Hunting

Paul Sableman / Flickr - Creative Commons

Lawmakers have introduced the first wave of bills as part of the annual legislative session. To learn what's in store, we asked reporters who work daily under the dome at the capitol.

Stephanie Paige Ogburn / KUNC

On a chilly morning outside Colorado Springs, Erin Siepker is learning to shoot clay pigeons.

“Pull,” Siepker says.

The target springs from a trap. Siepker aims, then misses, muttering, “Oh, shoot. I messed that one up, didn’t I?”

Siepker is part of a group of about 15 women who gave up half their day to attend a Ladies Cast and Blast event at the Pikes Peak Gun Club. The free, women-only training is offered by Colorado Parks and Wildlife.

Stephanie Paige Ogburn / KUNC

Andrea Sedlmayr has lived in the mountains west of Boulder for four decades. She’s used to hearing hunters and the occasional gunshots around her house. But about five years ago, things started to change.

She and her husband would be eating dinner or sitting outside reading the paper Sunday mornings, and “suddenly it’s pow, pow-pow-pow,” Sedlmayr said.

The popping sounds were gunshots. Sedlmayr and thousands of other residents who live in the foothills outside towns like Boulder, Lyons, and even Fort Collins, say the rise and near omnipresence of recreational shooting in the area has completely changed the character -- and the safety -- of where they live.

You won't be able to fire away at government drones — if any were to fly by — in Deer Trail, Colo.

A proposal to issue $25 drone hunting licenses was rejected Tuesday by voters in the little town about 55 miles east of Denver.

Pheasants Losing Habitat To Farmland

Dec 9, 2013
Grant Gerlock / Harvest Public Media

As farmers across the Midwest have simplified the landscape and plowed up grassland to grow more corn and soybeans, habitat for pheasants, quail and other grassland birds has become increasingly scarce and their numbers are falling.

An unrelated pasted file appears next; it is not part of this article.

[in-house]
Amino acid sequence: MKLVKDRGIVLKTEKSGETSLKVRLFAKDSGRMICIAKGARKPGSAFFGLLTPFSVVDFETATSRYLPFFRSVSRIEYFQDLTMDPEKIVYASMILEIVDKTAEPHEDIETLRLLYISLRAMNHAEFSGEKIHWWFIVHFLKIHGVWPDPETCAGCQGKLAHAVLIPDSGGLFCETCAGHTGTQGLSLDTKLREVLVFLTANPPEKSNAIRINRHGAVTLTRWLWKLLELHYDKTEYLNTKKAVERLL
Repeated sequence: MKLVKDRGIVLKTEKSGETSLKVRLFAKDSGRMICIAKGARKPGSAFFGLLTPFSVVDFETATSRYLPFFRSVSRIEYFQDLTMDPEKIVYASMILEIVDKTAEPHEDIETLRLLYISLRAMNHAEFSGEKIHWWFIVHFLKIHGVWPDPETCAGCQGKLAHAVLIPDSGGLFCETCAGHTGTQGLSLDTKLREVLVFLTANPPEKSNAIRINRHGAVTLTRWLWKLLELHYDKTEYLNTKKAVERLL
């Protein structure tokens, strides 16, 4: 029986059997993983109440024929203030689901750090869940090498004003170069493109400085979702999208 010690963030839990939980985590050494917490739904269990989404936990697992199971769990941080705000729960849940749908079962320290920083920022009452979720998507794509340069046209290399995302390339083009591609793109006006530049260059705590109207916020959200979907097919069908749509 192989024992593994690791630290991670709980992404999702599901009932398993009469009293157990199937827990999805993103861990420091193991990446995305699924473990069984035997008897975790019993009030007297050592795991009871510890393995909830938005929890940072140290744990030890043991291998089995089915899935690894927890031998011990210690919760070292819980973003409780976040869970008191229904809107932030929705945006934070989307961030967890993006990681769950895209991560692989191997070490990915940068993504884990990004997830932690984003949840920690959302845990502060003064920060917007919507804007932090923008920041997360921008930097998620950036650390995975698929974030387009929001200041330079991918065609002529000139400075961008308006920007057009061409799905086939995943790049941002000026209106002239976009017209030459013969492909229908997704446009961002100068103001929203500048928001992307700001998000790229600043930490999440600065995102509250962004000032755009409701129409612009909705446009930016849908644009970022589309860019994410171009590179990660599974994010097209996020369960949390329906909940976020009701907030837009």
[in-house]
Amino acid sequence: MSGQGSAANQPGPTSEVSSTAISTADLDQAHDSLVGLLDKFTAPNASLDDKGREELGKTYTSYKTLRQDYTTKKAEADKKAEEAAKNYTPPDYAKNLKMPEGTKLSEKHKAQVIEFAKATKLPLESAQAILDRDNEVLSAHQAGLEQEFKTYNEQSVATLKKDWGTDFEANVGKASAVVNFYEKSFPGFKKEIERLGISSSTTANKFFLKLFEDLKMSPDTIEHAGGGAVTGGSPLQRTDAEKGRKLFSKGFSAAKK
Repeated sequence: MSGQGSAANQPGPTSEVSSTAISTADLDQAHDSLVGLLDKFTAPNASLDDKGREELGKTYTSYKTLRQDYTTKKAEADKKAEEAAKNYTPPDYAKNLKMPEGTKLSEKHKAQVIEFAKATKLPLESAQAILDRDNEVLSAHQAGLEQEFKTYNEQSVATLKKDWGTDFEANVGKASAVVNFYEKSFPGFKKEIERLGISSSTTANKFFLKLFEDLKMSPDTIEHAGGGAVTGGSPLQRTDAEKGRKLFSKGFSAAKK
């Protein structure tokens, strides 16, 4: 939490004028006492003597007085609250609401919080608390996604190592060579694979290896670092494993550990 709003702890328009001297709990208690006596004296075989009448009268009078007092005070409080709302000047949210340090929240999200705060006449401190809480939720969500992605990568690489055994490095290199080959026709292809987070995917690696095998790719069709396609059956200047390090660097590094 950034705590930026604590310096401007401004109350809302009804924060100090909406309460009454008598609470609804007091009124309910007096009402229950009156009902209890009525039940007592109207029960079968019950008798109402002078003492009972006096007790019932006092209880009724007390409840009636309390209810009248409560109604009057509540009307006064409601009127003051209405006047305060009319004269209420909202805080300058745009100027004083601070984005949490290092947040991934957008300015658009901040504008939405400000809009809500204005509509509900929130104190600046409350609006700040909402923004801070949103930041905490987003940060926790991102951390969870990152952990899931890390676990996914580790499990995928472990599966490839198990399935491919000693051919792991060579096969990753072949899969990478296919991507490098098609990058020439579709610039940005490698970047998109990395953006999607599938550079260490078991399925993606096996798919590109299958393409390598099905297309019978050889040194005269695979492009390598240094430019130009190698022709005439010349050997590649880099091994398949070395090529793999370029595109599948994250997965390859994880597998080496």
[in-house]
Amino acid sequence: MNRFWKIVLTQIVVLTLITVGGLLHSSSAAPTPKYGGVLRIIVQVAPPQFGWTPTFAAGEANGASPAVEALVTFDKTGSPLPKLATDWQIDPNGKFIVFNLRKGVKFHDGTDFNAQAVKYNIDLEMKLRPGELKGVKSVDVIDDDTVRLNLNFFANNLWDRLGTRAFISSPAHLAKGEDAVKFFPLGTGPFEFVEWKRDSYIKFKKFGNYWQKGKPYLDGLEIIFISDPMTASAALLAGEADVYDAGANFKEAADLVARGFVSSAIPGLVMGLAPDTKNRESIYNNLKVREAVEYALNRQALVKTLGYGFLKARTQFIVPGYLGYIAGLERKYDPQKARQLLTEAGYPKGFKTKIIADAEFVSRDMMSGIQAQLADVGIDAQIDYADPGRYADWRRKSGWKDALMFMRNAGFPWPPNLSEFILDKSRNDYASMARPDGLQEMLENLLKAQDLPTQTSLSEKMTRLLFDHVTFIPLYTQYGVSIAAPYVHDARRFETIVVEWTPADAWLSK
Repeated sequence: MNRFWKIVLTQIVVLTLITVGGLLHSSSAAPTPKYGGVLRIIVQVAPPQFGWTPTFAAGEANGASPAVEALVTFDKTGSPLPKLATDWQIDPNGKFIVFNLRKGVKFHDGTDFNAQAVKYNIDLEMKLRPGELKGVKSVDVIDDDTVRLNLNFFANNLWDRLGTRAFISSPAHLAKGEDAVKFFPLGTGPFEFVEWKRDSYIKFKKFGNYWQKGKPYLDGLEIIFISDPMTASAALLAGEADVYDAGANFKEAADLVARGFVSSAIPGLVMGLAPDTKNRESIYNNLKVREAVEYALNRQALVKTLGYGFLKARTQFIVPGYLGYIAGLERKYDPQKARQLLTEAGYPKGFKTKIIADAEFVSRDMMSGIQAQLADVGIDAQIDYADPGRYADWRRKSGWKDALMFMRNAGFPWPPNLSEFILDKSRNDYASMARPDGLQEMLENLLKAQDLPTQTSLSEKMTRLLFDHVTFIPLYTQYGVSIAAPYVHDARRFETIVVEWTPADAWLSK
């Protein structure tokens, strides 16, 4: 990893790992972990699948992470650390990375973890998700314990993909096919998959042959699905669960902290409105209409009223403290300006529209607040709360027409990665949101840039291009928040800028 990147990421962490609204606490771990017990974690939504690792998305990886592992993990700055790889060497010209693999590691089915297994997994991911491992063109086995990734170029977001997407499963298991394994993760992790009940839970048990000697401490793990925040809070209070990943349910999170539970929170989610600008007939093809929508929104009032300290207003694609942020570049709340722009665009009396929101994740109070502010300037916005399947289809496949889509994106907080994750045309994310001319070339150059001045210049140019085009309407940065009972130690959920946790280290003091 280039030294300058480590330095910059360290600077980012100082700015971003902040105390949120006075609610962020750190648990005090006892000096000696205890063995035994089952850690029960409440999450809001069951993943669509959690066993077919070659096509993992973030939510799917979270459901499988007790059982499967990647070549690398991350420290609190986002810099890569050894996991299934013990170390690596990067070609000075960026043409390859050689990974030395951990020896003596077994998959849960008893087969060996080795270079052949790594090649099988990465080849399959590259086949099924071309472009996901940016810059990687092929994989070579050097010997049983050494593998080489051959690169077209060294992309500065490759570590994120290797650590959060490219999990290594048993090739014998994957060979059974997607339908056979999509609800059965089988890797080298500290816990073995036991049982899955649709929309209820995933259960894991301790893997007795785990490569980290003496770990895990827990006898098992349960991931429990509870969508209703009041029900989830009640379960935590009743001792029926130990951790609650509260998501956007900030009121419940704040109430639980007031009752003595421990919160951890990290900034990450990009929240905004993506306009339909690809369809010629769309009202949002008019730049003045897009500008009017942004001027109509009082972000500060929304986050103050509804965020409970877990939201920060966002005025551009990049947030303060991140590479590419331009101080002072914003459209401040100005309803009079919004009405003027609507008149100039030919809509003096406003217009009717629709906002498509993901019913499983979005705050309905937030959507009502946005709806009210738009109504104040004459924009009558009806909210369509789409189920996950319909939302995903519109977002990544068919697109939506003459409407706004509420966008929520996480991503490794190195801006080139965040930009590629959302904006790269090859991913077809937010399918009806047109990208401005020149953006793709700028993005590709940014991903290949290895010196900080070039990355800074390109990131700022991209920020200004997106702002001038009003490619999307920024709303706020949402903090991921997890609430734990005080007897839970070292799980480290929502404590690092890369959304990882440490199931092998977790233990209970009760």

The wild-game supper has traditionally been a way for rural America to share the harvest before winter sets in. Food historians trace the ritual back to Colonial times, when families had to hunt in order to eat well, and some providers were better shots than others.

Warren Brown Photography / Creative Commons/Flickr

Despite a number of factors that could have derailed this year’s hunting season – including a boycott threatened over new gun restrictions – it appears Colorado is still popular with hunters.

Drones have not been spotted flying over the little town of Deer Trail, Colo., about 55 miles east of Denver.

But that hasn't stopped an effort by some in the town of 550 residents to make it legal to shoot down the unmanned aerial vehicles.

On Oct. 8, people there "will vote on whether to issue permits to hunt drones," The Associated Press writes.

Gun Control Measures Haven’t Dissuaded Hunters

Aug 6, 2013
Daniel Mayer (Mav) / Wikimedia Commons

Leftover hunting licenses go on sale Tuesday at Colorado Parks and Wildlife offices and retailers statewide. These limited licenses did not sell during the annual drawing process that happened in the spring.

Chris Healde / Flickr - Creative Commons

A boycott of Colorado by hunters upset over new gun laws has so far failed to materialize.

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